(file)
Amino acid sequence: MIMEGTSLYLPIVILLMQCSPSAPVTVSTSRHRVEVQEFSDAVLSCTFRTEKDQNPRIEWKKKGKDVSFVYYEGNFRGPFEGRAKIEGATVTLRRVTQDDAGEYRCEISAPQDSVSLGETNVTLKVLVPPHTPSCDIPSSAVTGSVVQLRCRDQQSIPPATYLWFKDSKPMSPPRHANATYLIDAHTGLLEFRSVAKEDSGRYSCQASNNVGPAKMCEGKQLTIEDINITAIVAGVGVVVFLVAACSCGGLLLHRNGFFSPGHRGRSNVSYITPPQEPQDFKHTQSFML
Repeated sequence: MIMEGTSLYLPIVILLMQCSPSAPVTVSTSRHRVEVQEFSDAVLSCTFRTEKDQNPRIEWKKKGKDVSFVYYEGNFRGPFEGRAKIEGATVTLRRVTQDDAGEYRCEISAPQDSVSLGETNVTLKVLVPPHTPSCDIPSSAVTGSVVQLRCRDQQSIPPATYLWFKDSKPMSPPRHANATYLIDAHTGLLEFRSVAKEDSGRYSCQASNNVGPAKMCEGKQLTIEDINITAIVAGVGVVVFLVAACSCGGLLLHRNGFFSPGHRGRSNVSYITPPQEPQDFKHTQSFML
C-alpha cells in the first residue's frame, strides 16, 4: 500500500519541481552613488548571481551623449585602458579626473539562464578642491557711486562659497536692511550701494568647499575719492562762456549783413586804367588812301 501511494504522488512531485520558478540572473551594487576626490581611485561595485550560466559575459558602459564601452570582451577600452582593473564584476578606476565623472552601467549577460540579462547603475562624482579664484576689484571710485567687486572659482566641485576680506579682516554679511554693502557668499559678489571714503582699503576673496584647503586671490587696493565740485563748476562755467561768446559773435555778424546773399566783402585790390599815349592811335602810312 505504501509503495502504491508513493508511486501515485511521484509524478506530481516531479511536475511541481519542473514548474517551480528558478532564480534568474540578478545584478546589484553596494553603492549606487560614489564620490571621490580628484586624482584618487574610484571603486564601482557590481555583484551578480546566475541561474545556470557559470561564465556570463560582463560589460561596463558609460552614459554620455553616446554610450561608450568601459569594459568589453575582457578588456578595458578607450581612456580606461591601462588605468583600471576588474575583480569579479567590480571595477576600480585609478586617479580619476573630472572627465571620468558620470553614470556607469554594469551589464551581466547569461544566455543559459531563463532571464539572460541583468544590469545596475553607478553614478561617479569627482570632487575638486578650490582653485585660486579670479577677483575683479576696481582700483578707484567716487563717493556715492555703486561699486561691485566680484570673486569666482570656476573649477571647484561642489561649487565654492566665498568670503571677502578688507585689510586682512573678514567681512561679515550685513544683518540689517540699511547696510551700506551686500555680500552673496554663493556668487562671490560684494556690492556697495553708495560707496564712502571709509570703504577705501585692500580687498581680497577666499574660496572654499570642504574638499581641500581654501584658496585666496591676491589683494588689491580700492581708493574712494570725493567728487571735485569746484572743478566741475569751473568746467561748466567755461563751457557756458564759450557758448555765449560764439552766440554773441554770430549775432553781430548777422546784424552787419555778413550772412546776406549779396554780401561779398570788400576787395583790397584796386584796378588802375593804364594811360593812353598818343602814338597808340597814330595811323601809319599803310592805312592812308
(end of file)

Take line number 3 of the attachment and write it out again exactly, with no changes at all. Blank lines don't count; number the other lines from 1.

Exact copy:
C-alpha cells in the first residue's frame, strides 16, 4: 500500500519541481552613488548571481551623449585602458579626473539562464578642491557711486562659497536692511550701494568647499575719492562762456549783413586804367588812301 501511494504522488512531485520558478540572473551594487576626490581611485561595485550560466559575459558602459564601452570582451577600452582593473564584476578606476565623472552601467549577460540579462547603475562624482579664484576689484571710485567687486572659482566641485576680506579682516554679511554693502557668499559678489571714503582699503576673496584647503586671490587696493565740485563748476562755467561768446559773435555778424546773399566783402585790390599815349592811335602810312 505504501509503495502504491508513493508511486501515485511521484509524478506530481516531479511536475511541481519542473514548474517551480528558478532564480534568474540578478545584478546589484553596494553603492549606487560614489564620490571621490580628484586624482584618487574610484571603486564601482557590481555583484551578480546566475541561474545556470557559470561564465556570463560582463560589460561596463558609460552614459554620455553616446554610450561608450568601459569594459568589453575582457578588456578595458578607450581612456580606461591601462588605468583600471576588474575583480569579479567590480571595477576600480585609478586617479580619476573630472572627465571620468558620470553614470556607469554594469551589464551581466547569461544566455543559459531563463532571464539572460541583468544590469545596475553607478553614478561617479569627482570632487575638486578650490582653485585660486579670479577677483575683479576696481582700483578707484567716487563717493556715492555703486561699486561691485566680484570673486569666482570656476573649477571647484561642489561649487565654492566665498568670503571677502578688507585689510586682512573678514567681512561679515550685513544683518540689517540699511547696510551700506551686500555680500552673496554663493556668487562671490560684494556690492556697495553708495560707496564712502571709509570703504577705501585692500580687498581680497577666499574660496572654499570642504574638499581641500581654501584658496585666496591676491589683494588689491580700492581708493574712494570725493567728487571735485569746484572743478566741475569751473568746467561748466567755461563751457557756458564759450557758448555765449560764439552766440554773441554770430549775432553781430548777422546784424552787419555778413550772412546776406549779396554780401561779398570788400576787395583790397584796386584796378588802375593804364594811360593812353598818343602814338597808340597814330595811323601809319599803310592805312592812308